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Royal Moncel Abbey

For lovers of history

The Royal Moncel Abbey is a unique monument in Oise due to the remarkable preservation of its conventual buildings. Founded in 1309 upon the initiative of King Philip the Fair, in the vicinity of his Fécamp Castle, the abbey was placed under the Order of Saint Clare, founded by the friend and follower of Saint Francis of Assisi.

While little documentation exists concerning the abbey's construction, we do know that the abbey church was consecrated in 1337.

Already little spared by the Hundred Years' War, in 1525 the abbey suffered a fire that damaged the abbey church and a portion of the conventual buildings. In 1591, during the French Wars of Religion and following the assassination of Duke Henry of Guise and the formation of the Catholic League, the abbey was pillaged and the nuns forced to flee to Compiègne. In 1709, King Louis XIV donated Château du Moncel and its outbuildings to the abbey, thereby enriching the convent's resources. A large protective wall was also built around the conventual property.

In 1792, the last nuns were expelled and the abbey was put up for sale. The buildings were eventually reconverted to house a military hospital, but the abbey church was finally demolished in 1795.  All that remained were the conventual buildings sold to a wine merchant.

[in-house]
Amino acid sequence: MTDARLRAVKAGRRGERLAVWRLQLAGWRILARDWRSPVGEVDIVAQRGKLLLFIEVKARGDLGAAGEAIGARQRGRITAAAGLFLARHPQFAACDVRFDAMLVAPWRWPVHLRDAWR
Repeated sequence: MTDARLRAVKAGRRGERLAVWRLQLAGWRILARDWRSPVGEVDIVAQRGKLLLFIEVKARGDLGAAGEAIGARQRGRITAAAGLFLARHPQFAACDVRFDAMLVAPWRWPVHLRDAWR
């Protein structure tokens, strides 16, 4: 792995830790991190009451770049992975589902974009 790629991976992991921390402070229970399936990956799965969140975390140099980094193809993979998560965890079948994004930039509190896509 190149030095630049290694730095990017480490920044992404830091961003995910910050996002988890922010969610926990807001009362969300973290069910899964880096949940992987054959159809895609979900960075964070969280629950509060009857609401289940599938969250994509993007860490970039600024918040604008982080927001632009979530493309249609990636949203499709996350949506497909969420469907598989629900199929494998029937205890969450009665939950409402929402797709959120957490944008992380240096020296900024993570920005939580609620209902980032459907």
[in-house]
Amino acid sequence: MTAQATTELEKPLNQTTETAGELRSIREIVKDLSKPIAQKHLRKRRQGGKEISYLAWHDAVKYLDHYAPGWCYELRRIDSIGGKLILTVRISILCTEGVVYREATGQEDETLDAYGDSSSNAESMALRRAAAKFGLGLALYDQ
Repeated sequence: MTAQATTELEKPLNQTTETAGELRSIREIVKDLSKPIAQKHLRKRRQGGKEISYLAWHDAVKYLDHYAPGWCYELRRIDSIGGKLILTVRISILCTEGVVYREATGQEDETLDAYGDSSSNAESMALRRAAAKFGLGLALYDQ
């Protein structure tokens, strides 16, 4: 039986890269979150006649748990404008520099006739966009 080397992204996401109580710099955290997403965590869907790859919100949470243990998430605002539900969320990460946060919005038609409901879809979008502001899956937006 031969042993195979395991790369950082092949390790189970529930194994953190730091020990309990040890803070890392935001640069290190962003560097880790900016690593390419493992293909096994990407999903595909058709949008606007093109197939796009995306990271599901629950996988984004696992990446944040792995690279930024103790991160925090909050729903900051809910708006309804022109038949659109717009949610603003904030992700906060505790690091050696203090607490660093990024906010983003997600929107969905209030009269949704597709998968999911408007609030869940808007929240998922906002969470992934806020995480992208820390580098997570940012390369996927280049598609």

In 1923, the bishopric of Beauvais became the owner of the abbey and there installed a small seminary.  Transformed into a prison camp by the Germans during the Second World War, the site once again became a religious school following the war and would remain as such up until 1982. Since 1984, the Moncel Abbey has been managed by the Club du Vieux Manoir, which ensures its restoration and oversees its year-long programme of cultural activities.

Did you know ?

In the midst of war pitting the Kingdom of France against the Empire of Charles V, the warring parties' queens met at the abbey to prepare a peace treaty that would later be signed in Cambrai in 1529 and would come to be known as the Paix des Dames ("Peace of the Ladies").

In the courtyard of the ancient cloister – only one wing of which remains, restored following the fire of 1525 – visitors can get an idea of the size and importance of the old conventual buildings once occupied by the nuns. Numbering 12 at the abbey's foundation, from the records of proceedings held in 1549 we learn that the number of nuns had grown to 79 by this date, assisted by ten female servants, ten male servants and four friars for the religious service.

Hidden treasures

The abbey's cellars cover 2,000 m2. Visitors can admire their barrel vaults or intersecting ribs, depending on the building. Today, the cellars are rented out for private banquets and meetings.

The upstairs dormitories – whose framework is comprised of oak from the Halatte Forest – constitute the most significant illustration of such architecture dating from this time to be found in France or even Europe. In the western wing, the framework's timber and trusses differ markedly in size, testifying to the restoration work carried out following the fire of 1525.